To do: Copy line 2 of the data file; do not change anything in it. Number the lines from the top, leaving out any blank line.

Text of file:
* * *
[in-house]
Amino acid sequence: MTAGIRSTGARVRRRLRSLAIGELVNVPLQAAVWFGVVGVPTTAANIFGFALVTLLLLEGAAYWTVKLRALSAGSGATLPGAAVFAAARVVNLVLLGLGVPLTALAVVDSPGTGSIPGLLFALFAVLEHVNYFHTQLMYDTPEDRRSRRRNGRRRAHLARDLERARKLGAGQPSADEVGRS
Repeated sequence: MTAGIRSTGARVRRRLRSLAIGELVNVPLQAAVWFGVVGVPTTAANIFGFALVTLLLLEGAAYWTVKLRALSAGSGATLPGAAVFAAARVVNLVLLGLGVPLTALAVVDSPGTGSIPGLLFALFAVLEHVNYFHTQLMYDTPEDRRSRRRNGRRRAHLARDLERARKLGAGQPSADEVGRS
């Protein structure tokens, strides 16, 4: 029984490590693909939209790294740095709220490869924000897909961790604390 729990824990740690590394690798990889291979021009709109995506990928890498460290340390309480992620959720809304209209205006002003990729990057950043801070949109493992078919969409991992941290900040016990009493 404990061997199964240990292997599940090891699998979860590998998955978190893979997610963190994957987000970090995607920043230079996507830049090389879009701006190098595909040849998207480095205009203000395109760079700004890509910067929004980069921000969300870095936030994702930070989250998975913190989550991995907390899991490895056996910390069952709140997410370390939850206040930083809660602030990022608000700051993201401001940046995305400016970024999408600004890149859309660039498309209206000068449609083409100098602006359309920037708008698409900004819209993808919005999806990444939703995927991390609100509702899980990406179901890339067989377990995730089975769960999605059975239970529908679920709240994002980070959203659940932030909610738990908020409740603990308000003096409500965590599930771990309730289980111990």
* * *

Amino acid sequence: MTAGIRSTGARVRRRLRSLAIGELVNVPLQAAVWFGVVGVPTTAANIFGFALVTLLLLEGAAYWTVKLRALSAGSGATLPGAAVFAAARVVNLVLLGLGVPLTALAVVDSPGTGSIPGLLFALFAVLEHVNYFHTQLMYDTPEDRRSRRRNGRRRAHLARDLERARKLGAGQPSADEVGRS